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Old Baldy, Canada | photo by Cameron Schaus

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   Conservation Issues of the Ventana Chapter | monterey county

City of Santa Cruz adds to its renewable energy system


A 14-kilowatt system was placed atop the City Hall Annex in December 2001.
Photo provided by the City of Santa Cruz

With the completion this summer of a solar photovoltaic system at the city Corporation Yard, the city of Santa Cruz is now generating approximately 33% of the total electric power used by city facilities.

The solar installation at the Corporate Yard is 55-kilowatts. Although the total system cost $370,000 to install, the cost to the city was only $185,000 because of a rebate from the PG&E Self Generation Program. The city expects to save around $12,000 per year in electric power costs. The savings should pay for the system in 10 to 15 years, and the system is expected to last 25 years.

One of the huge generators which produce electricity from methane gas produced during wastewater treatment.
Photo provided by the City of Santa Cruz

The Corporation Yard array is the third photovoltaic system installed on city facilities. A 14-kilowatt system was placed atop the City Hall Annex in December 2001, and a 50-kilowatt system went on line at the Wastewater Treatment Facility in December 2002. Together, the three solar power systems are estimated to prevent 138 tons of greenhouse gas emissions each year that would have been generated by non-renewable power production.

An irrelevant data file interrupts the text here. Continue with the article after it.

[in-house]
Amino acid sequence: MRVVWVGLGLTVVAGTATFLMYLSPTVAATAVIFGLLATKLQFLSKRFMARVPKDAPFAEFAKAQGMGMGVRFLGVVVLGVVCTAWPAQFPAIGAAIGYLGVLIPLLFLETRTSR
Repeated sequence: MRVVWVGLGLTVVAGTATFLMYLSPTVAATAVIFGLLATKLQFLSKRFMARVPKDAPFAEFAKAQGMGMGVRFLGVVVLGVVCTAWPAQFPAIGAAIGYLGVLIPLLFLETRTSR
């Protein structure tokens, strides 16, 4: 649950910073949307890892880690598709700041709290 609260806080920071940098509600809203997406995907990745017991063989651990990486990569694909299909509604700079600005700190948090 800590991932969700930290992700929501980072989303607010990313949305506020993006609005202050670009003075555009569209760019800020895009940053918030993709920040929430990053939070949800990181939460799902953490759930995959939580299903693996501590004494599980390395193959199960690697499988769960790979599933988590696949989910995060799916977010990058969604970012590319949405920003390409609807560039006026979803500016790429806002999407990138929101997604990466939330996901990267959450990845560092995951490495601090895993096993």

In addition to the three solar power systems, the City of Santa Cruz has two other renewable energy facilities. Landfill gas from the city's Resource Recovery Facility powers a cogeneration facility that produces 5.4 megawatts of electricity each year. This system was installed in 1989. In 1991 a digester gas cogeneration system was installed at the Wastewater Treatment Facility. This system produces about 3.4 megawatts of electricity annually. Its break even point was less than five years. The city and county received a $396,000 rebate on this $1.7 million project.

By taking advantage of various grants and other programs designed to encourage renewable power sources, the city of Santa Cruz has achieved major savings in installation costs for these systems. The 2001 project on the City Hall Annex cost $133,400 but cost the city only $27,600 due to grants and rebates. The photovoltaic system at the Wastewater Treatment Plant cost $385,000 to install; cost to the city with rebates was $194,212.

The City of Santa Cruz is a member of the international group, Cities for Climate Protection, aimed at reducing greenhouse gas emissions.

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